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ANTOINE CESAR BECQUEREL (1788-1878)

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Originally appearing in Volume V03, Page 612 of the 1911 Encyclopedia Britannica.
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ANTOINE CESAR BECQUEREL (1788-1878), was born at Chatillon sur Loing on the 8th of March 1788. After passing through the h cole Polytechnique he became ingenieur-officier in 18o8, and saw active service with the imperial troops in Spain from 1810 to 1812, and again in France in 1814. He then resigned from the army and devoted the rest of his life to scientific investigation. His earliest work was mineralogical in character, but he soon turned his attention to the study of electricity and especially of electrochemistry. In 1837 he received the Copley medal from the Royal Society " for his various memoirs on electricity, and particularly for those on the production of metallic sulphurets and sulphur by the long-continued action of electricity of very low tension," which it was hoped would lead to increased know-ledge of the " recomposition of crystallized bodies, and the processes which may have been employed by nature in the production of such bodies in the mineral kingdom." In biological chemistry he worked at the problems of animal heat and at the phenomena accompanying the growth of plants, and he also devoted much time to meteorological questions and observations. He was a prolific writer, his books including Traite d'electricite et du magnetisme (1834-1840), Traite de physique dans ses rapports aver la chimie (1842), Elements de l'electro-chimie (1843), Traite complet du magnetisme (1845), Elements de physique terrestre et de meteorologie (1847), and Des climats et de l'influence qu'exercent les sots boises et Moises (1853). He died on the 18th of January 1878 in Paris, where from 1837 he had been professor of physics at the Musee d'Histoire Naturelle. His son, ALEXANDRE EDMOND BECQUEREL (1820-1891), Was born in Paris on the 24th of March 182o, and was in turn his pupil, assistant and successor at the Musec d'Histoire Naturelle; . he was also appointed professor at the short-lived Agronomic Institute at Versailles in 1849, and in 1853 received the chair of physics at the Conservatoire des Arts et Metiers. Edmond Becquerel was associated with his father in much of his work, but he himself paid special attention to the study of light, investigating the photochemical effects and spectroscopic characters of solar radiation and the electric light, and the phenomena of phosphorescence, particularly as displayed by the sulphides and by compounds of uranium. It was in connexion with these latter inquiries that he devised his phosphoroscope, an apparatus which enabled the interval between exposure to the source of light and observation of the resulting effects to be varied at will and accurately measured. He published in 1867–1868 a treatise in two volumes on La Lumiere, ses causes et ses effets. He also investigated the diamagnetic and paramagnetic properties of substances; and was keenly interested in the phenomena of electrochemical decomposition, accumulating much evidence in favour of Faraday's law and proposing a modified statement of it which was intended to cover certain apparent exceptions. He died in Paris on the 11th of May 1891.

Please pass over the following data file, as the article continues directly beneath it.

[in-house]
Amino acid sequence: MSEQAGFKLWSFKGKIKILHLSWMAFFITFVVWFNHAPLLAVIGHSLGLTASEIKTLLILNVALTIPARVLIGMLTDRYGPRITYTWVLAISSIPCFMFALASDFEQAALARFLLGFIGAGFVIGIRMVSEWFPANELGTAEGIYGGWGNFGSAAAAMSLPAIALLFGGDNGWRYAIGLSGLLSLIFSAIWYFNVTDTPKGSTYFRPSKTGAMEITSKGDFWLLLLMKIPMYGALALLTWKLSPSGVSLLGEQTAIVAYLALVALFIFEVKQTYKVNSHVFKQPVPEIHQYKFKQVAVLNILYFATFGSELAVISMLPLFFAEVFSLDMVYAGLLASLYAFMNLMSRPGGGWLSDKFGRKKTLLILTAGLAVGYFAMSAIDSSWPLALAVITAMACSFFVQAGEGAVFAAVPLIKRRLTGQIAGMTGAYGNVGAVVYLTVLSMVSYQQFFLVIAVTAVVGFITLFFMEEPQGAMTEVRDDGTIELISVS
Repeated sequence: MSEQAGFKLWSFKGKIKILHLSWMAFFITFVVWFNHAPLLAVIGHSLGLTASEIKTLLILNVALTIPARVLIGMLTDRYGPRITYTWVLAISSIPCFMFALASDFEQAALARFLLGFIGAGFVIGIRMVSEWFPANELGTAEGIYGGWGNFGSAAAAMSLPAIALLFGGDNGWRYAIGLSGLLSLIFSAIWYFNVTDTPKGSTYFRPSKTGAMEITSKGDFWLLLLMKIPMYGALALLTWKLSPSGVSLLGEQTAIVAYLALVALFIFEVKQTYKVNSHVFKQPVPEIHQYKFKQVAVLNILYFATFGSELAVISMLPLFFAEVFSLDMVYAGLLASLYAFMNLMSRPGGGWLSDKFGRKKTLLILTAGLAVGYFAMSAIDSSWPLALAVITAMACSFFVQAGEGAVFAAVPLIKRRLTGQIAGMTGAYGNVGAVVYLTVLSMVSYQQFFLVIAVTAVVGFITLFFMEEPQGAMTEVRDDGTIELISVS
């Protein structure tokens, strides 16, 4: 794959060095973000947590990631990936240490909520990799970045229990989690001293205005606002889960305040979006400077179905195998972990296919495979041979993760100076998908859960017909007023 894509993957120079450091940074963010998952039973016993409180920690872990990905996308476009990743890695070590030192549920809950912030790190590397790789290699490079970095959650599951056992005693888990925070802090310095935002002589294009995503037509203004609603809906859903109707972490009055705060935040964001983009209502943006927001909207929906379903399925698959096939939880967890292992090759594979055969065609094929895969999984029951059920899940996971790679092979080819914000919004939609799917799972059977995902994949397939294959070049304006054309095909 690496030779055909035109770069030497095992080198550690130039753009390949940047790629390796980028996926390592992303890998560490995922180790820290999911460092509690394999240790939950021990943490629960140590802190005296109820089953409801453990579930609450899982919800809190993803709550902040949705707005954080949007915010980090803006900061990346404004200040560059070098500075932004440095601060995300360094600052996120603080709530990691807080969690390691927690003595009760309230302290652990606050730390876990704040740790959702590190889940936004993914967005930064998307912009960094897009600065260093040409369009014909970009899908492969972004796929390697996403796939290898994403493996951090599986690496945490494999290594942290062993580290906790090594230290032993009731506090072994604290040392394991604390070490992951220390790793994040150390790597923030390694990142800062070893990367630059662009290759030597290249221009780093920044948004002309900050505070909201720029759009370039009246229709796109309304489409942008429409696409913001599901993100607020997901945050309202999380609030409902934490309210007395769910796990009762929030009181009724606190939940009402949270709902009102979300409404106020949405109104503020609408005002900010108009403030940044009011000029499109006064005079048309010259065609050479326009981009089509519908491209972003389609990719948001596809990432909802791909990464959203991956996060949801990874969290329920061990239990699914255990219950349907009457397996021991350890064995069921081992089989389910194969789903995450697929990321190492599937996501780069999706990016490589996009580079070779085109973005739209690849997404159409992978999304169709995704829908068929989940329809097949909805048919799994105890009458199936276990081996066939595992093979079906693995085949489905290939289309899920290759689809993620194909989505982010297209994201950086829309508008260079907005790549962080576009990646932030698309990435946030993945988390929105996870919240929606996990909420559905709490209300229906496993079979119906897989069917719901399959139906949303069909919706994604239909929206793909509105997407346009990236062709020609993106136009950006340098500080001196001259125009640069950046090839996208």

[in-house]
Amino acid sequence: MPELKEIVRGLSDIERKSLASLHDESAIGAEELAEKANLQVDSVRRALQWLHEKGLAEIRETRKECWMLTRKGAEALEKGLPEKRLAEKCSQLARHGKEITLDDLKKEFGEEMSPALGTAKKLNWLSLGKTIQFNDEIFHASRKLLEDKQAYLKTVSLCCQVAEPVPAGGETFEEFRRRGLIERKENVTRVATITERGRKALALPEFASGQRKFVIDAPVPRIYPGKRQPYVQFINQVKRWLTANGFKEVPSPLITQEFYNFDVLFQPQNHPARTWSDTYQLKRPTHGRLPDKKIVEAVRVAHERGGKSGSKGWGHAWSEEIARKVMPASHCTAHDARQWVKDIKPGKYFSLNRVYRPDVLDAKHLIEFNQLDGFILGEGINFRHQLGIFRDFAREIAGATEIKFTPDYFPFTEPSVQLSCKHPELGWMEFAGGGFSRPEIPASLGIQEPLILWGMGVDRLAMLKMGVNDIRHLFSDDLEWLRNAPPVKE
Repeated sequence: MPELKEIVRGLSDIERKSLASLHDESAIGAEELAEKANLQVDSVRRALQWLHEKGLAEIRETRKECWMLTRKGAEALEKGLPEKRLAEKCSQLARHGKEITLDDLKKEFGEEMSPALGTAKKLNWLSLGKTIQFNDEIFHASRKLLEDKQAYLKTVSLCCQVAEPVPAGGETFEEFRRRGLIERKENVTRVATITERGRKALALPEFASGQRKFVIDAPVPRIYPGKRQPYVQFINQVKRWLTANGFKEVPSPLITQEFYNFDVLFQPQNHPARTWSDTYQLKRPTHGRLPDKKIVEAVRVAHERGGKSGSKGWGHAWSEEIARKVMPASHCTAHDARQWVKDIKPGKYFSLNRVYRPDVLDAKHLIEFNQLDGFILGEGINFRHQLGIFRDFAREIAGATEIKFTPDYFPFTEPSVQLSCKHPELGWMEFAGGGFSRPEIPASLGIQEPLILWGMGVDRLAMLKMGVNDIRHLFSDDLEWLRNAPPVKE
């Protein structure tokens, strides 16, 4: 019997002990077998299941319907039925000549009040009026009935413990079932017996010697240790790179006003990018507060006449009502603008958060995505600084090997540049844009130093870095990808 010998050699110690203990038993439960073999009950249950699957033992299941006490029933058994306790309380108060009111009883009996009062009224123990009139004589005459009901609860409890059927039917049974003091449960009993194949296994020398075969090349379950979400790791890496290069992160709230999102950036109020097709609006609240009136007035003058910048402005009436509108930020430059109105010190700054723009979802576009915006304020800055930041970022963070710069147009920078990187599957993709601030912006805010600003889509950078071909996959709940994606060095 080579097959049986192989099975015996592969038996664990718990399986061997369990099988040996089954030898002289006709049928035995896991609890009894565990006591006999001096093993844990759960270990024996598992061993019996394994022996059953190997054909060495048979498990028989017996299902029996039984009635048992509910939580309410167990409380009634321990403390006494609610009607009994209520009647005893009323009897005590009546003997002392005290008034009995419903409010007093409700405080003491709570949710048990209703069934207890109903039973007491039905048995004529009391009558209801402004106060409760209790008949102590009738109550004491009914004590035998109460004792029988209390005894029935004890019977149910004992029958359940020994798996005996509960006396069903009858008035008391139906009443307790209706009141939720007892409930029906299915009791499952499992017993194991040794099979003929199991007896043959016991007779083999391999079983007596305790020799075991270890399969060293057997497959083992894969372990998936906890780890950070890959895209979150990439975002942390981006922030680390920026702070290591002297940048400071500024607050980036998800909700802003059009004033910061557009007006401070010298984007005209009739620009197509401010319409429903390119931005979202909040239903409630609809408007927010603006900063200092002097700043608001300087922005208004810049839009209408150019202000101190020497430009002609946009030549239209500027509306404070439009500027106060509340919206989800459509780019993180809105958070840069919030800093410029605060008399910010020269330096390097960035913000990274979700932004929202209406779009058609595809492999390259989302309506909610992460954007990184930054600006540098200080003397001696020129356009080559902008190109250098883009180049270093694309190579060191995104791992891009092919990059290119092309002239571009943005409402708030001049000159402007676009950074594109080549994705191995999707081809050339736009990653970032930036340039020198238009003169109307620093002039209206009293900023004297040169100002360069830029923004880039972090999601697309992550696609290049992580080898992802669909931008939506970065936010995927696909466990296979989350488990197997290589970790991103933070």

End of Article: ANTOINE CESAR BECQUEREL (1788-1878)
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